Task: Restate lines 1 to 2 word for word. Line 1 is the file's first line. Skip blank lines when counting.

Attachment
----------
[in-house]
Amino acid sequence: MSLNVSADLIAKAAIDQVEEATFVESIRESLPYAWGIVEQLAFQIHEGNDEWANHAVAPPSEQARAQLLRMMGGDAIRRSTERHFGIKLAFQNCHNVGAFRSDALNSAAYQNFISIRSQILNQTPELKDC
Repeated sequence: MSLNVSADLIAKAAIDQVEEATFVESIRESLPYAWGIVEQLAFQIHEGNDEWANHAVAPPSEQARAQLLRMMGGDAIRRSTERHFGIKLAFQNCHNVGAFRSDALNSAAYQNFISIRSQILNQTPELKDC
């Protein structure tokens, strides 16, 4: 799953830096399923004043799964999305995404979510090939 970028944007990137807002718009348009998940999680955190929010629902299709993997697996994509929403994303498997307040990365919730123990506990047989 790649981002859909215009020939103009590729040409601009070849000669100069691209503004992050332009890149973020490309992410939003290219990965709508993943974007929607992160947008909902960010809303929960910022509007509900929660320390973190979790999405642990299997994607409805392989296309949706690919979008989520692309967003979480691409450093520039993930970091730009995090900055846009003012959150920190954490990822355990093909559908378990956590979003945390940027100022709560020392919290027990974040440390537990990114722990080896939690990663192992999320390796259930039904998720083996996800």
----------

[in-house]
Amino acid sequence: MSLNVSADLIAKAAIDQVEEATFVESIRESLPYAWGIVEQLAFQIHEGNDEWANHAVAPPSEQARAQLLRMMGGDAIRRSTERHFGIKLAFQNCHNVGAFRSDALNSAAYQNFISIRSQILNQTPELKDC